of the joys of the simpler life. It always amazes me

how youth that seemingly cannot survive without their

I-Pod, DS or PSP will be enamored with pick-up sticks

or spend and extended time playing a simple ring toss

game. One lost little girl was quickly discovered quietly

watching the broom maker at work. This time the

blacksmith was at work and several of the kids were

mesmerized with the flying hammer and red hot iron

being turned from a simple bar into an ornate leaf.

The Furnace Town staff are very welcoming, opening

up a side gate and allowing us to park our bikes

under the shelter.

Soon it was time to leave and as we headed out, the

rain started to fall, and fall and fall even harder. But it

was a warm day and there was no complaining by any

of the children although a few parents were worried

about their children getting out of sight. As is the

case on these rides, all of the parents watched out for

all the children and two of the girls even asked us to

ride with them.

As soon as we all got to Snow Hill, the lightning and

thunder started in full force. We quickly found a

friendly sanctuary in “The Emporium, Ice Cream and

Dinette” and ordered our various ice cream concoctions.

The staff was very accommodating in letting

all of us stay even after we had long finished our ice

cream, but were kept inside by all the lightning outside.

Soon several of the folks started shivering in

their wet clothes and air conditioning, but the staff

quickly realized what was happening after several folks

ordered hot chocolate and they turned off the air

24 August 2009

conditioning until the storm passed and we were able

to continue our ride. If you ever get the chance while

in Snow Hill, stop in “The Emporium” and enjoy the

ice cream or meals along with their great hospitality.

After we got back to the camp ground, the weather

seemed to have turned for the better and several

folks headed to the swimming pool while others went

kayaking or canoeing on the Pocomoke River. But

soon the park authorities were closing the pool and

instructing the boaters to come back to the marina.

The entire Delmarva Peninsula was under a tornado

watch even though we had beautiful blue skies. But

this too soon passed and we had a wonderful camp

supper finishing with a campfire. It is amazing how

kids never outgrow their desire to toast marshmallows

over the campfire and then squish them with a piece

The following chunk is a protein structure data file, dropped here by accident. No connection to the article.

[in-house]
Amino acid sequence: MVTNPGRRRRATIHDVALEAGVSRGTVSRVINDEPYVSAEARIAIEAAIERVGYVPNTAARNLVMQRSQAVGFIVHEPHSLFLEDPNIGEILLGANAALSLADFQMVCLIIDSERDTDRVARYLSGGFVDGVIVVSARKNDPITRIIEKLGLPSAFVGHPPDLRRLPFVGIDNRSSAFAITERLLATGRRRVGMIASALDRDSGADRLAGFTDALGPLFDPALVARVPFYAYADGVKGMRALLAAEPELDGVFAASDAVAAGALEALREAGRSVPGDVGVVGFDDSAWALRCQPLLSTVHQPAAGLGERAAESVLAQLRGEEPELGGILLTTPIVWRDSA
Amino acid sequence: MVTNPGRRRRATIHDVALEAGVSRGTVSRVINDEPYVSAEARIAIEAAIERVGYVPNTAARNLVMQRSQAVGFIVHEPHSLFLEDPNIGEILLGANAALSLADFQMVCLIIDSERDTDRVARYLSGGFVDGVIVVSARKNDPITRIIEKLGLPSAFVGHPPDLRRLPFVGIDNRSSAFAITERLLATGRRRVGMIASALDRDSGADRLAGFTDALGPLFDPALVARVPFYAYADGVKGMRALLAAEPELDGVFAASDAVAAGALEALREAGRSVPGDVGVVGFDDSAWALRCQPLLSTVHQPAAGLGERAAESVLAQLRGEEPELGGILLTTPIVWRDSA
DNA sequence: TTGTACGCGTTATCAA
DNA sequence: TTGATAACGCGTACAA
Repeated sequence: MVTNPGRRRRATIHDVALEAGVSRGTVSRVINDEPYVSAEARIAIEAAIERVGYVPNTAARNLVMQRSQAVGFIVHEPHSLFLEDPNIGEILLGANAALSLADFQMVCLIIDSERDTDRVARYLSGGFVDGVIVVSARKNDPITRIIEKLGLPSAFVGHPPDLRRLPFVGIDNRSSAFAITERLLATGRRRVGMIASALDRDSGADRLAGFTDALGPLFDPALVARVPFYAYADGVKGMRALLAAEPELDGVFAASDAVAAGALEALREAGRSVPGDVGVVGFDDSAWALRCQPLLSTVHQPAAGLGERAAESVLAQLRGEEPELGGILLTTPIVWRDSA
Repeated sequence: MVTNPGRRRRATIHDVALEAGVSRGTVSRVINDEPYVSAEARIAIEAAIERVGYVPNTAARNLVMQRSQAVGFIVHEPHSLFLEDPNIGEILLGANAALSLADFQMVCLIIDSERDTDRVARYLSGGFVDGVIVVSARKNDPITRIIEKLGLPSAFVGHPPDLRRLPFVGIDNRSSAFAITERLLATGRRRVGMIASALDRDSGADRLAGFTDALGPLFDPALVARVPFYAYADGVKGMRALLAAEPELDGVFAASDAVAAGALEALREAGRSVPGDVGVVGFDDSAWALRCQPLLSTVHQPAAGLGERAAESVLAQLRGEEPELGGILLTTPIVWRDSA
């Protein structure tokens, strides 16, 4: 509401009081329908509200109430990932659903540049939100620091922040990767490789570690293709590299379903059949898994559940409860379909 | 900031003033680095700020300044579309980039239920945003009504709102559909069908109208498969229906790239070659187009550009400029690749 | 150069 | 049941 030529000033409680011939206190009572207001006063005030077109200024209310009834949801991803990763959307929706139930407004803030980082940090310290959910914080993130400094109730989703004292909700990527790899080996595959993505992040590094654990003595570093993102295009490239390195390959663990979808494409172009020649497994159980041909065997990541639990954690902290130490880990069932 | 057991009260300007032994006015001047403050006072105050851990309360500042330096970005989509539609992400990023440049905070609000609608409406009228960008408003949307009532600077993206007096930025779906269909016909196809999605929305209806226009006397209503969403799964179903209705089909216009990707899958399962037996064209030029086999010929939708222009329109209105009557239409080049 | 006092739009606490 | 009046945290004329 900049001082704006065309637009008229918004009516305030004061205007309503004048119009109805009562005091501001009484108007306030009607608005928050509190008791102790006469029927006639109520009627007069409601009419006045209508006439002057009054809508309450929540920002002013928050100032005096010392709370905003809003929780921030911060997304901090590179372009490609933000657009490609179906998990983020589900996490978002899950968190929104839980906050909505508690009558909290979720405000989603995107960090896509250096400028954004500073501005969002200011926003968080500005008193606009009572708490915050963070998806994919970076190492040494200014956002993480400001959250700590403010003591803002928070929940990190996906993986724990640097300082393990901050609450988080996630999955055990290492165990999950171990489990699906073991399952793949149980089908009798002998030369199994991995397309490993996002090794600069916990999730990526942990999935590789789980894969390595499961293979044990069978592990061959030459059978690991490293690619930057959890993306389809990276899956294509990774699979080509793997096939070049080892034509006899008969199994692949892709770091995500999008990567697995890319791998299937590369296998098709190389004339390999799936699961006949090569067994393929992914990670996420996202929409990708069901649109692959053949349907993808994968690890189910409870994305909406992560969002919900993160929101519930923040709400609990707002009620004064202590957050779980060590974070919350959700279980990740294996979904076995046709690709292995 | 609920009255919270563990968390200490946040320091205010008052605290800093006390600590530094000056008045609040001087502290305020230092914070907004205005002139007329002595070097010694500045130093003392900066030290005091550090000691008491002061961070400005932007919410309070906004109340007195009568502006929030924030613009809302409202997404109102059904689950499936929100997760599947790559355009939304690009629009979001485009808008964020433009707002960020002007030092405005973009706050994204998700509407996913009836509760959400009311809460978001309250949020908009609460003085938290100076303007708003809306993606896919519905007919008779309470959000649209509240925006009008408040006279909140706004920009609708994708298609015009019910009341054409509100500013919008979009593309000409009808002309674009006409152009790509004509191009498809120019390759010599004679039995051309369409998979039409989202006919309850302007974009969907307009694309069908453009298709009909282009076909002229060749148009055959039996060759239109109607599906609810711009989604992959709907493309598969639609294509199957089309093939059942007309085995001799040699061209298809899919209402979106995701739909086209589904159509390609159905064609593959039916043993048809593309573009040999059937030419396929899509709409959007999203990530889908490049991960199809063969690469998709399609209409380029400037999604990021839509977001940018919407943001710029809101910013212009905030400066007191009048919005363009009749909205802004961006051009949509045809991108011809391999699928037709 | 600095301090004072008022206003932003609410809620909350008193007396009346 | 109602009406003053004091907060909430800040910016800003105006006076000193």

of chocolate candy between two graham crackers.

participate in. Just getting together with another

family and getting away from the household chores,

computers, and gaming systems allows the family to

enjoy each other’s company. Watching the kids laughing

and playing with their parents reminds me of a

simpler time and brought all of us closer.

The Great Peanut Tour

After a one year hiatus “The Great Peanut Tour” is

back on September 10-13. Two years ago the organizers

lost access to the Cattail Creek RV Park and

Campground just south of Emporia, Va. They tried

hosting it at another location in Emporia but it did not

work out and the tour was cancelled in 2008. This year

they regained their access to the campground and the

Tour is back on with all the great rides it had before.

Something Special!

The next morning brought about another beautiful

day with gorgeous blue skies. After breakfast and packing

out of the cabins, we headed out on a ride towards

Chincoteague Bay. This time our sons decided they

wanted to ride their singles, so once again Kim and I

got to ride on the tandem together. Woo-Hoo!

My oldest son decided he wanted to ride with the

faster riders while my younger son was not quite ready

to keep up that pace so we stayed back with him. We

had a great time riding and talking.

When we turned into the wind, we were only a couple

of miles from the mid-point stop and took the lead

and let our son draft behind us, unfortunately he

made the beginner’s mistake of getting too close and

touched his front wheel with our back wheel. He

made a gallant effort to stay up, but soon crashed. But

quickly coming up behind was another family that

had a full first aid kit and we soon had him bandaged

up. Another parent had decided to drive to the midpoint

also arrived and offered to take my son to the

lunch stop on the bay. By the time we got to the lunch